Howard’s setup is familiar to him, in multiple ways. He’s working with his dad and his brother at a facility in Arizona, going from around 5 a.m. to 9 a.m. every day and then napping, reading books, playing video games and cards the rest of the day. Having two people to work with has been a boon.
Prospects have mostly been working one-on-one with a trainer, rarely getting a chance to go five-on-five or competing alongside other players. Florida State’s Patrick Williams, a potential lottery pick, says he’s been playing five-on-five only once a month. “COVID is nothing to play around with,” he says. “You miss going against guys. But when we are in the gym, we compete. As long as I’m competing, I’m good.”
This has been a dilemma for teams too. While they try to glean what they can from 25-minute Zoom interviews and the copious amounts of intel they’ve gathered, the long delay has introduced a mystery factor. Teams don’t really know how a player may have changed during the past six months, and it doesn’t help that evaluators haven’t been able to compare them against any kind of competition, especially other prospects.
One front office staffer says the ability prospects have shown to manage their development outside the traditional college system only bolsters the case for the path that Jalen Green and other top 2021 draft prospects took, skipping the NCAA and signing on to play for a G League team to focus on development. Provided the G League Ignite experiment affords these players with everything the league says it will—veteran teammates, competitive opponents—a case can be made, the staffer says, that those on the G League Ignite team are in a better situation than current and future college prospects. The latter don’t even have a start date for their season yet. “The whole objective is strictly focused on NBA development,” the front office staffer says. “So, I’d say they’re in a better environment than nearly all colleges right now.”
The uncertainty for some prospects likely won’t end on draft night. With no summer league (or winter league) expected to be held between November 18 and the start of the season (likely in late December or late January), undrafted players won’t have the typical opportunities to make their case for a roster spot. “I’m not going to not be antsy now,” Hughes says. “After the draft I’m going to be antsy. I’m going to be antsy the rest of my life, so I don’t know. That’s how I am.”
In some ways, the stunted predraft process leaves less room for intangibles to factor in. One college coach says the obstacles brought on by the pandemic—the cold remote interviews, the lack of workouts and pro days—will affect prospects who could have made leaps just by performing or speaking to teams in person.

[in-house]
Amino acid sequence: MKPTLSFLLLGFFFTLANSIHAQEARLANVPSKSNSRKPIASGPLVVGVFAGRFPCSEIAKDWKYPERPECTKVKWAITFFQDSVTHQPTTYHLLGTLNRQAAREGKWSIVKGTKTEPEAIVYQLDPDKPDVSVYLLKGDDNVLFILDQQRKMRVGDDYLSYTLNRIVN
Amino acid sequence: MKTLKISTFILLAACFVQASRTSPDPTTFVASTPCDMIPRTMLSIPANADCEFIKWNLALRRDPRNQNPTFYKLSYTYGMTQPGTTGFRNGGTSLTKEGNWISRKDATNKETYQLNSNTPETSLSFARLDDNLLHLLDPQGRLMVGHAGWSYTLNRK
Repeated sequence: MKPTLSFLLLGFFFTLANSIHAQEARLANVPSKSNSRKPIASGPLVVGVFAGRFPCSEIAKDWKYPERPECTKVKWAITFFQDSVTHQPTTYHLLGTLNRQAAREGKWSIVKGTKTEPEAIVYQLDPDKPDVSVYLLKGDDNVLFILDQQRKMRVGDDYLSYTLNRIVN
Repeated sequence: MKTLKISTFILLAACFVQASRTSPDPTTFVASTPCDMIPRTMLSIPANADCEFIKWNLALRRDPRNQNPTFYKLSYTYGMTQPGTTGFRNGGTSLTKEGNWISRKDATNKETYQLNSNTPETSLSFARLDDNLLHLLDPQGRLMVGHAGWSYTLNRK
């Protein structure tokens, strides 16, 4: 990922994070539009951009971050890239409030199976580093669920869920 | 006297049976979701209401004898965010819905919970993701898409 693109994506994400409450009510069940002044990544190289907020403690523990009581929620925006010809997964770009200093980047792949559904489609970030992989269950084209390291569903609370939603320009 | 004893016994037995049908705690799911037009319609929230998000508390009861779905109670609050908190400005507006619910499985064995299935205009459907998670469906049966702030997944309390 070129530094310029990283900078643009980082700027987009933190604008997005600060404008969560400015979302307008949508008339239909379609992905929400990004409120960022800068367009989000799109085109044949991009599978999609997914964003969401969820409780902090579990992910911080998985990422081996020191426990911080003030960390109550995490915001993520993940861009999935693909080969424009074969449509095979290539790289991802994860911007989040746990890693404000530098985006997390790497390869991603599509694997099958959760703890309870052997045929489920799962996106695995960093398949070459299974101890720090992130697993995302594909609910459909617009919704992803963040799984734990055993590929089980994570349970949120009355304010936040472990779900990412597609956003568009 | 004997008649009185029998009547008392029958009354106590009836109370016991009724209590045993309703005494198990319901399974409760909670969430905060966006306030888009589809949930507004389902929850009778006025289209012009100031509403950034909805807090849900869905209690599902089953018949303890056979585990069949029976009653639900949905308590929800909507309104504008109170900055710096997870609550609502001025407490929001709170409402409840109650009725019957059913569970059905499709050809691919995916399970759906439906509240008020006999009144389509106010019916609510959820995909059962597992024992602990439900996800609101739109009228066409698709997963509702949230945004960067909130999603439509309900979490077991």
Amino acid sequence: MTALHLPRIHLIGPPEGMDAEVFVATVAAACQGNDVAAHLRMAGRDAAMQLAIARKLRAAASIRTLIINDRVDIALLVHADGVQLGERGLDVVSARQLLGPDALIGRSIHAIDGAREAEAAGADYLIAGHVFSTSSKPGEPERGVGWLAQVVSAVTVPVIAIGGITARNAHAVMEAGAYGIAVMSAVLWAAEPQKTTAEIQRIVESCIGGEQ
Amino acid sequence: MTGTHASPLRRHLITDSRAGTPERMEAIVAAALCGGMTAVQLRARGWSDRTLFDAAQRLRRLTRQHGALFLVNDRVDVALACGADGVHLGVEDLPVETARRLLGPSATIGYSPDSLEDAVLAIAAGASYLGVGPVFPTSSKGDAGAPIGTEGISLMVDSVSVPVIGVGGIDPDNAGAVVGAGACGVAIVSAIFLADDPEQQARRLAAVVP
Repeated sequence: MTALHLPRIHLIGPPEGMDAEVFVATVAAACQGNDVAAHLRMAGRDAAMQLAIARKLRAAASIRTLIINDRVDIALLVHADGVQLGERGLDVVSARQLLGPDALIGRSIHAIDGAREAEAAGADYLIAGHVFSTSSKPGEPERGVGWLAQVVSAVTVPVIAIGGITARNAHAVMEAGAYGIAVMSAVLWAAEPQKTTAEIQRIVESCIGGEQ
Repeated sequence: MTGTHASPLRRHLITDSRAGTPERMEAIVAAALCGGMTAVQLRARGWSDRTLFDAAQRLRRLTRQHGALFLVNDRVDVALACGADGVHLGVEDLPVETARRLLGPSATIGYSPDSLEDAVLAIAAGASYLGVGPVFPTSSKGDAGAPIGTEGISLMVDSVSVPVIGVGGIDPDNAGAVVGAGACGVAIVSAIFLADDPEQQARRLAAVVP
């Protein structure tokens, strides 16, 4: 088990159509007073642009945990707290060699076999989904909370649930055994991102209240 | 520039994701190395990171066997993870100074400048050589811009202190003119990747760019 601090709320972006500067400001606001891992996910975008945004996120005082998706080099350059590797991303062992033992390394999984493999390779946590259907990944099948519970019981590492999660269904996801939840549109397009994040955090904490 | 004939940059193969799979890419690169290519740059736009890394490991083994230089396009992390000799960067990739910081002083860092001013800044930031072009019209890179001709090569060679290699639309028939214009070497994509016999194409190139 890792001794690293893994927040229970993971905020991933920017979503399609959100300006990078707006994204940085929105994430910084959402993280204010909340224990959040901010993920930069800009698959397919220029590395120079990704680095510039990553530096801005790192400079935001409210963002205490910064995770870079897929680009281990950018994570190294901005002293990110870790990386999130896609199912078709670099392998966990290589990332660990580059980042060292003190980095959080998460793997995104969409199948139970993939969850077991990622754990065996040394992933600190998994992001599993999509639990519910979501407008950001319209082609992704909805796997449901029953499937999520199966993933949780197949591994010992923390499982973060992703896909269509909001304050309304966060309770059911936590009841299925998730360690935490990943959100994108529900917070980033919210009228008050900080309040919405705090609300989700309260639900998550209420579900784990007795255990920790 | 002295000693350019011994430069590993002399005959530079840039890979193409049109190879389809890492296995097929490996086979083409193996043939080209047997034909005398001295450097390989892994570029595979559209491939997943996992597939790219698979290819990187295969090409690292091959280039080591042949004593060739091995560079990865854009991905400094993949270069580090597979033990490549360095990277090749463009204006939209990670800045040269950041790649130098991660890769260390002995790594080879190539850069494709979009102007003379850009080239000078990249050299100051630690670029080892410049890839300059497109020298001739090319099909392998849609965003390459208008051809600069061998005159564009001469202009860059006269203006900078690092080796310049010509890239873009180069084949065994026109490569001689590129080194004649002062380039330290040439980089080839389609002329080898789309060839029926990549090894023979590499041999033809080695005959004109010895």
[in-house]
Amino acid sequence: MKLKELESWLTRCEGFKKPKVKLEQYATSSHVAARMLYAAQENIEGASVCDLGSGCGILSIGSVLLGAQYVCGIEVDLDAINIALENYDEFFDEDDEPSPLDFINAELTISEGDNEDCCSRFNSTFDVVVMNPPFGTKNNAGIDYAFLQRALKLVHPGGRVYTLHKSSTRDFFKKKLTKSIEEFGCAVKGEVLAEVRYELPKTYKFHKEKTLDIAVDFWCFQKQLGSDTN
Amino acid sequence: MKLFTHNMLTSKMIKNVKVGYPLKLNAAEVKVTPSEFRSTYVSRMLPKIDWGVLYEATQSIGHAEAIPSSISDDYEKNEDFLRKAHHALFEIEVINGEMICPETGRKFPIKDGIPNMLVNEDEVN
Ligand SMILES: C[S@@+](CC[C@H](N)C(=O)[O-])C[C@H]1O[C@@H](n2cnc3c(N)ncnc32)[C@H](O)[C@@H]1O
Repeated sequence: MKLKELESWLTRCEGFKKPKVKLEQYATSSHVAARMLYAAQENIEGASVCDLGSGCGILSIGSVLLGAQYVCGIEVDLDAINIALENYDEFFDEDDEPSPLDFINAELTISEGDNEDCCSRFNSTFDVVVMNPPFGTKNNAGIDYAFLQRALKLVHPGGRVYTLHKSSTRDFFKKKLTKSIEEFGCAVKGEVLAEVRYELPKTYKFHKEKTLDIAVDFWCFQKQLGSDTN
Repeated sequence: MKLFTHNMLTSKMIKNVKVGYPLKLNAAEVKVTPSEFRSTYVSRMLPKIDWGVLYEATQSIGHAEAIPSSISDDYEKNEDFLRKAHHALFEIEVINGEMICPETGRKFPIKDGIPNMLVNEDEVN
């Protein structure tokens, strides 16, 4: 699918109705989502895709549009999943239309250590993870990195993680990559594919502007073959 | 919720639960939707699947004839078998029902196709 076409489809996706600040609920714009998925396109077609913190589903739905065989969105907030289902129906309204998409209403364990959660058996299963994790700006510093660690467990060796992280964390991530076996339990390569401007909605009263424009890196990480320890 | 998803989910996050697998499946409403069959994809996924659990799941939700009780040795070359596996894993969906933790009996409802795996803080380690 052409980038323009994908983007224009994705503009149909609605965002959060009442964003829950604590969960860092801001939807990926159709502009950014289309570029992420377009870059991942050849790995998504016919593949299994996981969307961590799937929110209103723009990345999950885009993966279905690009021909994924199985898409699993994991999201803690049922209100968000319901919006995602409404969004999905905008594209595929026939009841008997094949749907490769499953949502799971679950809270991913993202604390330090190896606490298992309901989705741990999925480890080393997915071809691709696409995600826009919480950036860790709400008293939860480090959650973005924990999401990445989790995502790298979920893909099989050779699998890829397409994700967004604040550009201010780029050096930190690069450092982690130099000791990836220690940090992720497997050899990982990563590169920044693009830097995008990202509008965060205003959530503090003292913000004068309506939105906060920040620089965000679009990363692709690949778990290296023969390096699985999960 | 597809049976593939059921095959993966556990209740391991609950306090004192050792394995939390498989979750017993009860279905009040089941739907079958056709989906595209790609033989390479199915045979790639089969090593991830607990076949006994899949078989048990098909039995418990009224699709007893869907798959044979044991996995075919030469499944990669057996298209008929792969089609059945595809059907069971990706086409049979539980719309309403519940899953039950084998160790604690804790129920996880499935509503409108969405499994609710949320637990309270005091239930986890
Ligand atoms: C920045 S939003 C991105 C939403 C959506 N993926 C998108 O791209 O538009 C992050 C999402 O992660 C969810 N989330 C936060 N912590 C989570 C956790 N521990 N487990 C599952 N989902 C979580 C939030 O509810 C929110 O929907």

On the other hand, some believe that this process helps the hidden gems in this year’s draft and exposes the flaws of higher-ranked prospects. With so much time to go over film and scouting reports, there’s next to no one and nothing that these teams haven’t already looked at. One member of a front office says that their whole scouting department has a strong opinion about nearly everyone in the draft. In the past, the time crunch would not have allowed for that.
“I think there are going to be less clear misses,” the staffer says. “I think that just with all the time to prepare, you’re no longer maybe going off of one or two scouts feeling strongly about a player because everyone in the scouting group has seen everybody. So I think it’s going to be more of a well-educated draft. There’s still going to be mess-ups, but I think that’s going to be less common.”
Others theorize that teams might be more inclined to go after sure things, take fewer risks, and save their bolder decisions for future drafts. That effect could trickle down from the top of the draft, through the lottery, and all the way to the end of the second round. Even those who are signed as undrafted free agents will have it tougher than other players in their position did in previous years. Rosters could expand this season to account for possible COVID-related absences, just like the league did in Orlando, but teams may lean on players who can provide a more immediate impact for those slots.
“We’re going to see which guys are really ready to contribute,” the college coach says. “They don’t have the whole summer to work with the team on things they need to work on and understanding concepts, so we’re really going to see who is able to come in and learn quickly and positively impact their teams. It’s going to be much more difficult than normal circumstances for this year’s rookie class.”
The players, meanwhile, can only wait and hope that what they’ve done—on game film, in limited workouts, and during interviews—is enough to get them selected on November 18. They won’t know just how this long, complicated predraft process has affected them until they hear their name or don’t. And even if they do get picked, there will be no walk-up, no handshake, and no photo op with Adam Silver. But after the long months of simply waiting and working, the end to this part of their abnormal journey might feel even more rewarding than it would in a normal year.
“You’ve kind of just got to deal with it,” Hughes says. “I can’t let a 22-year lifelong dream get affected by a couple long months, you know?”